WCM-Q study: At least one in four Qataris will have diabetes by 2050
Researchers at Weill Cornell Medicine-Qatar (WCM-Q) predict that type 2 diabetes prevalence in Qatar will soar from 17 percent in 2012 to at least 24 percent by 2050.
Qatar is already one of the countries most affected by type 2 diabetes worldwide and, according to findings published in Diabetes Research and Clinical Practice, this epidemic is set to worsen in the next three decades, driven by the ageing of the population and high levels of obesity.
The WCM-Q study, ‘Forecasting the Burden of Type 2 Diabetes Mellitus in Qatar to 2050: A Novel Modeling Approach’, was conducted with funding from the Qatar National Research Fund, a Qatar Foundation member, through the National Priorities Research Program.
The study used sophisticated mathematical modeling techniques to forecast diabetes burden in the Qatari population up to 2050. Despite already being over twice the global average, with 17 percent of Qataris currently living with diabetes, it was projected that at least one in every four adult Qataris will have diabetes by 2050 (Figure 1).
The researchers also calculated the likely economic costs accompanying the rise in the prevalence of diabetes.
“Not only have we projected an alarming increase in the diabetes epidemic, but we also forecasted a high burden of diabetes on Qatar’s health expenditure,” said Susanne Awad, first author of the study and senior mathematical epidemiologist at the Infectious Disease Epidemiology Group at WCM-Q. “While diabetes is already consuming about 20 percent of Qatar’s national health expenditure, it will consume nearly one-third of the national health expenditure by 2050, according to our model.”
One of the main findings of the study is that most cases of diabetes are due to obesity. The fraction of Qataris who are obese stands currently at 41 percent, but was projected by the study to increase to 51 percent by 2050. The study also forecasts that, by 2050, 66 percent of diabetes cases will be caused by obesity (Figure 2).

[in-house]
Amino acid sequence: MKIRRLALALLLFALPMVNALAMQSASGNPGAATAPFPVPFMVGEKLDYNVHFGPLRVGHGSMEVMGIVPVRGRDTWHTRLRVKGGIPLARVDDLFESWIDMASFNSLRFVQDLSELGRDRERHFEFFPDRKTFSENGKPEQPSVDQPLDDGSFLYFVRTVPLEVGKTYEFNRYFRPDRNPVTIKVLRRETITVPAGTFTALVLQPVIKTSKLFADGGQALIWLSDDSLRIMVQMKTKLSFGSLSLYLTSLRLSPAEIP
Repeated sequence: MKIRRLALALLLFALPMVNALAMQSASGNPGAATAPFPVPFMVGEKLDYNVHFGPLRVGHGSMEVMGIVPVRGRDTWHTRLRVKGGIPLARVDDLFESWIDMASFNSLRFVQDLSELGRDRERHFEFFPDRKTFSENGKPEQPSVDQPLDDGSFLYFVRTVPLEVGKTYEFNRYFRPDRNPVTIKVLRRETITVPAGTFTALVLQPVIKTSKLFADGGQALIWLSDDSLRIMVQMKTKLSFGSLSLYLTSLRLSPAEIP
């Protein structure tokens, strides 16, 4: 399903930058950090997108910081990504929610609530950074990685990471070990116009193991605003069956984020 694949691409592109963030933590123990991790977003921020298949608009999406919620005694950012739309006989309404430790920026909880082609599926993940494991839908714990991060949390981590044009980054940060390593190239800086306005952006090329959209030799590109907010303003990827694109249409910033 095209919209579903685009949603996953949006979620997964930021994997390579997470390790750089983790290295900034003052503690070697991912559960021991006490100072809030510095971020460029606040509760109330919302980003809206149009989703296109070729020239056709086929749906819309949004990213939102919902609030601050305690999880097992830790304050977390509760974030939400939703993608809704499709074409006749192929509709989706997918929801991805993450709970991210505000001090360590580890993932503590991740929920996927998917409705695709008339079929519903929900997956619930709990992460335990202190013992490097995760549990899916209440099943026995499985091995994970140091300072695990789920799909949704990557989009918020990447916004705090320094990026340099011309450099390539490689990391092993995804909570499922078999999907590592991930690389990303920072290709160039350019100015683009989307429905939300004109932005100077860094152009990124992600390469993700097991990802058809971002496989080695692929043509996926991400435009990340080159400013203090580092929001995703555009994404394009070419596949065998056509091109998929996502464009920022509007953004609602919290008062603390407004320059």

Professor Laith Abu-Raddad, principal investigator of the study and professor of healthcare policy and research at WCM-Q, said: “Though there are several causes of Qatar’s diabetes epidemic such as direct genetic factors, low levels of physical activity, and smoking, the combined role of these factors was relatively minor compared to obesity. Obesity was by far the leading driver of the diabetes epidemic in Qatar.”
The study provided a framework for generating strategic information to inform diabetes public health policy, programming and resource allocation at the national level. The framework also offers a platform for extensions to assess the impact and cost-effectiveness of interventions against diabetes and its leading risk factors.
“It is a priority to focus on public health and lifestyle interventions to control, or even reverse the rising diabetes burden through individual- and population-based prevention approaches. These approaches remain to be tested to determine their feasibility and effectiveness in Qatar,” said Professor Abu-Raddad.
The research was only possible thanks to support from Qatar National Research Fund through grant NPRP 7-627-3-167.
Dr. Khaled Machaca, associate dean of research at WCM-Q, said: “WCM-Q, with strong support from the Qatar National Research Fund through the National Priorities Research Program, is committed to developing strategies to tackle the rise of obesity and diabetes in Qatar. This important study gives us a better understanding of the nature of the diabetes disease burden in Qatar and will therefore help us to more effectively target future interventions.”